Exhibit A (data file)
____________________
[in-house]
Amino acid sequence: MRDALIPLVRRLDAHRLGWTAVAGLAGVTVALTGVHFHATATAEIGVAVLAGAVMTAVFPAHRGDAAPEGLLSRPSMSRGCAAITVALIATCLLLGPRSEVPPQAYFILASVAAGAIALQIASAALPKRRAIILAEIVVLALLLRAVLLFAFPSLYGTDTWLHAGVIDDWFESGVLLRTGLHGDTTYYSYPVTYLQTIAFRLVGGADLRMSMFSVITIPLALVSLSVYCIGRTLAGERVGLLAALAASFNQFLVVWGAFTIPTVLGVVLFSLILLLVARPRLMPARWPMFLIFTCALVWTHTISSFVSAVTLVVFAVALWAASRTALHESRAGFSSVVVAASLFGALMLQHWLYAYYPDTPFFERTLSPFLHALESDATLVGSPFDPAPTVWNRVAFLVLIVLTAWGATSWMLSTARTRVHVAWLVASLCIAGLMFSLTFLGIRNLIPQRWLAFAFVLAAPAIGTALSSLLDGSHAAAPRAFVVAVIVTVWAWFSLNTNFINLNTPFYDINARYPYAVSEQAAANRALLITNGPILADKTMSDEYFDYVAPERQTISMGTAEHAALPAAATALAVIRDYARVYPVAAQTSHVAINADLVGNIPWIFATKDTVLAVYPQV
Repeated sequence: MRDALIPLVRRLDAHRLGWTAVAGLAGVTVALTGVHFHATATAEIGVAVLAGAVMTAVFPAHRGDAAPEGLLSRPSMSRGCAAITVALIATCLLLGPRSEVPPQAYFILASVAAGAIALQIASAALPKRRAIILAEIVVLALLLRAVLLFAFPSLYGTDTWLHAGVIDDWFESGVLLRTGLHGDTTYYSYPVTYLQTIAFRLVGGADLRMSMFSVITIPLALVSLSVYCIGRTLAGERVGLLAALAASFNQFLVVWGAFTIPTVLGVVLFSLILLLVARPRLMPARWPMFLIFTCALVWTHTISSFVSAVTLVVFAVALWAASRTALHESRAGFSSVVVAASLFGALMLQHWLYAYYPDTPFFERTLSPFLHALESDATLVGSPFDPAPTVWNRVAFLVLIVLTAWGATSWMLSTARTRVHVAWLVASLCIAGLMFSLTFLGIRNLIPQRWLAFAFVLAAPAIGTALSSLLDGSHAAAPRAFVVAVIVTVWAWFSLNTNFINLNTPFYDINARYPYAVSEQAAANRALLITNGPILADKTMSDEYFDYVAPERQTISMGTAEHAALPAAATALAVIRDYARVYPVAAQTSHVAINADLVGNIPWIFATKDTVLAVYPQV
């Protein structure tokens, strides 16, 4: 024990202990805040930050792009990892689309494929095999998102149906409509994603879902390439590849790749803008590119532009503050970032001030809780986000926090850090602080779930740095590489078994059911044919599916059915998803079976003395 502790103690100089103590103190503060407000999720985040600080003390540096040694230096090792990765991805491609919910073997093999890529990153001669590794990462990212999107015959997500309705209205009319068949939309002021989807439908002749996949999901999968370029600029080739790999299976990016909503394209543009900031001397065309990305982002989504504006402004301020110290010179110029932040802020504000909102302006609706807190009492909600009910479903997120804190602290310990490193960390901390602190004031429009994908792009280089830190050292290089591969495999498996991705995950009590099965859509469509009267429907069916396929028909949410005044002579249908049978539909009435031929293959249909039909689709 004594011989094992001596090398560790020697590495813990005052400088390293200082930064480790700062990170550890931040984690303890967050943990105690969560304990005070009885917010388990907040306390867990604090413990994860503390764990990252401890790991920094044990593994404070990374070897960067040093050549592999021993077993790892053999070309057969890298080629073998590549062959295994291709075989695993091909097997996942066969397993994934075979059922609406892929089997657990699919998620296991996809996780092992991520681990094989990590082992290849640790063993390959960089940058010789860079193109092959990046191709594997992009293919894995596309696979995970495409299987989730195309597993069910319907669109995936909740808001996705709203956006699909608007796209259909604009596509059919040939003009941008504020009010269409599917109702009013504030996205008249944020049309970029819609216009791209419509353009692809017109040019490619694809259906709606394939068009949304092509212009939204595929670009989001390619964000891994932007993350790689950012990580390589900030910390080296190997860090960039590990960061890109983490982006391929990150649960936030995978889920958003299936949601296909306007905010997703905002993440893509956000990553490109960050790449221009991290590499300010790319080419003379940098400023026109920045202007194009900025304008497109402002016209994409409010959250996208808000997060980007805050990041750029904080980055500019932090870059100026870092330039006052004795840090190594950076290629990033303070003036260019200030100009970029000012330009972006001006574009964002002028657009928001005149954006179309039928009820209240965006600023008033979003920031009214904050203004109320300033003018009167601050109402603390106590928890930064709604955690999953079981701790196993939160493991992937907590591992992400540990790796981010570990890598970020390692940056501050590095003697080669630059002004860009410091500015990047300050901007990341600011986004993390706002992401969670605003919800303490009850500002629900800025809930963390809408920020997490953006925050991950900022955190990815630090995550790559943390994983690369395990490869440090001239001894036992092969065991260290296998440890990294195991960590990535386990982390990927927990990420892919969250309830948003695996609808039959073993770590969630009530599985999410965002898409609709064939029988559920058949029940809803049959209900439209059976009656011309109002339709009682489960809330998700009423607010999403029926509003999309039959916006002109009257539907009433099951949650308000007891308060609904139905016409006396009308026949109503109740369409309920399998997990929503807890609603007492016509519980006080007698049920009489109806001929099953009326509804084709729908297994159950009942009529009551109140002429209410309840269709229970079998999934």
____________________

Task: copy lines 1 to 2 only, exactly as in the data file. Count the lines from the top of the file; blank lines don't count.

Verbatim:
[in-house]
Amino acid sequence: MRDALIPLVRRLDAHRLGWTAVAGLAGVTVALTGVHFHATATAEIGVAVLAGAVMTAVFPAHRGDAAPEGLLSRPSMSRGCAAITVALIATCLLLGPRSEVPPQAYFILASVAAGAIALQIASAALPKRRAIILAEIVVLALLLRAVLLFAFPSLYGTDTWLHAGVIDDWFESGVLLRTGLHGDTTYYSYPVTYLQTIAFRLVGGADLRMSMFSVITIPLALVSLSVYCIGRTLAGERVGLLAALAASFNQFLVVWGAFTIPTVLGVVLFSLILLLVARPRLMPARWPMFLIFTCALVWTHTISSFVSAVTLVVFAVALWAASRTALHESRAGFSSVVVAASLFGALMLQHWLYAYYPDTPFFERTLSPFLHALESDATLVGSPFDPAPTVWNRVAFLVLIVLTAWGATSWMLSTARTRVHVAWLVASLCIAGLMFSLTFLGIRNLIPQRWLAFAFVLAAPAIGTALSSLLDGSHAAAPRAFVVAVIVTVWAWFSLNTNFINLNTPFYDINARYPYAVSEQAAANRALLITNGPILADKTMSDEYFDYVAPERQTISMGTAEHAALPAAATALAVIRDYARVYPVAAQTSHVAINADLVGNIPWIFATKDTVLAVYPQV